Thevenin’s theorem states that it is possible to simplify any linear circuit, irrespective of how complex it is, to an equivalent circuit with a single voltage source and a series resistance.
Thevenin’s Theorem statement:
Thevenin’s Theorem state that any linear active network consisting of independent or dependent voltage and current source and the network elements can be replaced by an equivalent circuit having a voltage source in series with a resistance, that voltage source being the open-circuited voltage across the open-circuited load terminals and the resistance being the internal resistance of the source.
In other words, the current flowing through a resistor is connected across any two terminals of a network by an equivalent circuit having a voltage source Eth in series with a resistor Rth. Where Eth is the open circuit voltage between the required two terminals called the Thevenin voltage and the Rth is the equivalent resistance of the network as seen from the two terminal with all other sources replaced by their internal resistances called Thevenin resistance.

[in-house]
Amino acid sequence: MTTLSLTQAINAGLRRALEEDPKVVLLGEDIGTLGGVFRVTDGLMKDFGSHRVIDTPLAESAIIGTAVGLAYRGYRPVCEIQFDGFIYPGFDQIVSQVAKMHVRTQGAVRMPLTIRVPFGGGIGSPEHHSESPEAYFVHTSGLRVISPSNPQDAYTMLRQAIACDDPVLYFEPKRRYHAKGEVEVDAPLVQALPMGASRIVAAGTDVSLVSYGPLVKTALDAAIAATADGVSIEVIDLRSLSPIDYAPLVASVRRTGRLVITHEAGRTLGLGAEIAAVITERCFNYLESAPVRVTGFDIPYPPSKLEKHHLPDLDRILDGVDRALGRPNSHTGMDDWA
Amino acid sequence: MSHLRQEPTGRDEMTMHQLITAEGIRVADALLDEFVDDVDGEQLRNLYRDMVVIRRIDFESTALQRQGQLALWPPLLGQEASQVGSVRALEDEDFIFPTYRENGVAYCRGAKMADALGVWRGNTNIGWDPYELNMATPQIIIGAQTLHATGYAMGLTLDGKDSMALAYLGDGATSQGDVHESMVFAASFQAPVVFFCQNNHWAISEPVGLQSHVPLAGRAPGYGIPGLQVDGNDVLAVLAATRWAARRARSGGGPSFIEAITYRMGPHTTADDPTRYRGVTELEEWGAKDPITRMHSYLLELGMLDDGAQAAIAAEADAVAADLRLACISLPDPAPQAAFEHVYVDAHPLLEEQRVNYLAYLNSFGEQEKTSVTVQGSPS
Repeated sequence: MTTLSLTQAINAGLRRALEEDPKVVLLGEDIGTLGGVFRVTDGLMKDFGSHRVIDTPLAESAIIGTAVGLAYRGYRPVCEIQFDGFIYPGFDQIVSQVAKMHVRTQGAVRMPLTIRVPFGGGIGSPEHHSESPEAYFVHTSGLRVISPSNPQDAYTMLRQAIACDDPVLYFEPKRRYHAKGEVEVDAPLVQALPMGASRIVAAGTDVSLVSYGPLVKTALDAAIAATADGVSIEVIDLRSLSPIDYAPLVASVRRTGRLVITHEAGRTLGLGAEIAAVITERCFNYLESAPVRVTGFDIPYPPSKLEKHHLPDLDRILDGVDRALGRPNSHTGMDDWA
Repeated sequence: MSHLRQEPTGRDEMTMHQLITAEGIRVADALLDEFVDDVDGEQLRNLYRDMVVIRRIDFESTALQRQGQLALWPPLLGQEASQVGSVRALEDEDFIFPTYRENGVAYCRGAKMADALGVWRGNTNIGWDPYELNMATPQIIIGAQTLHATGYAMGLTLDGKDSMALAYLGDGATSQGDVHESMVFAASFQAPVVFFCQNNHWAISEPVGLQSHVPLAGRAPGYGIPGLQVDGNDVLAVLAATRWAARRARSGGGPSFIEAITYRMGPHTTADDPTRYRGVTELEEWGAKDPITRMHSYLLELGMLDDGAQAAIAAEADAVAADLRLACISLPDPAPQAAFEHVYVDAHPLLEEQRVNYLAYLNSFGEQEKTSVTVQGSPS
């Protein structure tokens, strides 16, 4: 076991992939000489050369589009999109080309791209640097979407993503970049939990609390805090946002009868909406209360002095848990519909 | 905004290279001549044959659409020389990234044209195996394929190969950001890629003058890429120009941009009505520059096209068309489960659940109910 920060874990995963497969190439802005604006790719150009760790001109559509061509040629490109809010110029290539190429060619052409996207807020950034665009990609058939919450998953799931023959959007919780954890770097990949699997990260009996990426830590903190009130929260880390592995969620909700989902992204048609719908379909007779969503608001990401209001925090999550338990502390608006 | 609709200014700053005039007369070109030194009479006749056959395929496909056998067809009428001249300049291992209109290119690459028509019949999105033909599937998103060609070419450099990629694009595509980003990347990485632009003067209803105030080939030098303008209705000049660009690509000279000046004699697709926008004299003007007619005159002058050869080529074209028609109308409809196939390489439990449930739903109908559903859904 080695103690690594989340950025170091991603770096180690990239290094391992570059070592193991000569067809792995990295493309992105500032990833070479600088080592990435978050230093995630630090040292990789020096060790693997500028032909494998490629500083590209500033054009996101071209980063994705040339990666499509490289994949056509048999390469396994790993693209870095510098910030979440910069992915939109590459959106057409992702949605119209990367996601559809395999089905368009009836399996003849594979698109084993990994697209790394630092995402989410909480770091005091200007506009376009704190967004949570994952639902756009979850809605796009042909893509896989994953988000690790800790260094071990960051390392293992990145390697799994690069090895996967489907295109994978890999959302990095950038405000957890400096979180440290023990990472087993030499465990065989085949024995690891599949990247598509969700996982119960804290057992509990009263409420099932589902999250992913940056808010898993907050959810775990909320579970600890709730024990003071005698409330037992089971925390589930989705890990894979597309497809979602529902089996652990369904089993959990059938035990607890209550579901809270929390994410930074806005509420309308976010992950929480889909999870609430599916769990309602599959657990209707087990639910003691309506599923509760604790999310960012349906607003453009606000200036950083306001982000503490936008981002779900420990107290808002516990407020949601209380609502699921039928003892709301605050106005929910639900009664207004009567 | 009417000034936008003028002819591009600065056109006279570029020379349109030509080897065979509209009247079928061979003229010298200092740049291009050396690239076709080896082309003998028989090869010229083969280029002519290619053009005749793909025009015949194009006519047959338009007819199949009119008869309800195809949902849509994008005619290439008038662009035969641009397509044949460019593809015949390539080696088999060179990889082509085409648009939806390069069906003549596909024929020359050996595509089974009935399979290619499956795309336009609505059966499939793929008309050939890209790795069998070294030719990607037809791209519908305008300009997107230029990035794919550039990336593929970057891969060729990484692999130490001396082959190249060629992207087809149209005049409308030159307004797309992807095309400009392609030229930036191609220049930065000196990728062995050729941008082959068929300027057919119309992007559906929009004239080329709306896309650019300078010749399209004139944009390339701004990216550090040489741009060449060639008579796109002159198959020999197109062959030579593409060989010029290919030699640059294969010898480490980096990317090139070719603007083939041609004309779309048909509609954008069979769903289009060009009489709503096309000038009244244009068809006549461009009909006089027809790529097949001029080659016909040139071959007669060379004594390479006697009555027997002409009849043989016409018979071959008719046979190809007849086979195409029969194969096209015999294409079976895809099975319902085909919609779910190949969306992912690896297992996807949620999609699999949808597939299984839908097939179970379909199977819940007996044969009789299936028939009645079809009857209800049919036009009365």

Follow these steps in order to find Thevenin’s equivalent circuit, when only the sources of independent type are present.
Step 1 − Consider the circuit diagram by opening the terminals with respect to which Thevenin’s equivalent circuit is to be found.
Step 2 − Find Thevenin’s voltage VTh across the open terminals of the above circuit.
Step 3 − Find Thevenin’s resistance RTh across the open terminals of the above circuit by eliminating the independent sources present in it.
Step 4 − Draw the Thevenin’s equivalent circuit by connecting the Thevenin’s voltage VTh in series with the Thevenin’s resistance RTh.
Now, we can find the response in an element that lies on the right side of Thevenin’s equivalent circuit.
Numerical on Thevenin’s Theorem
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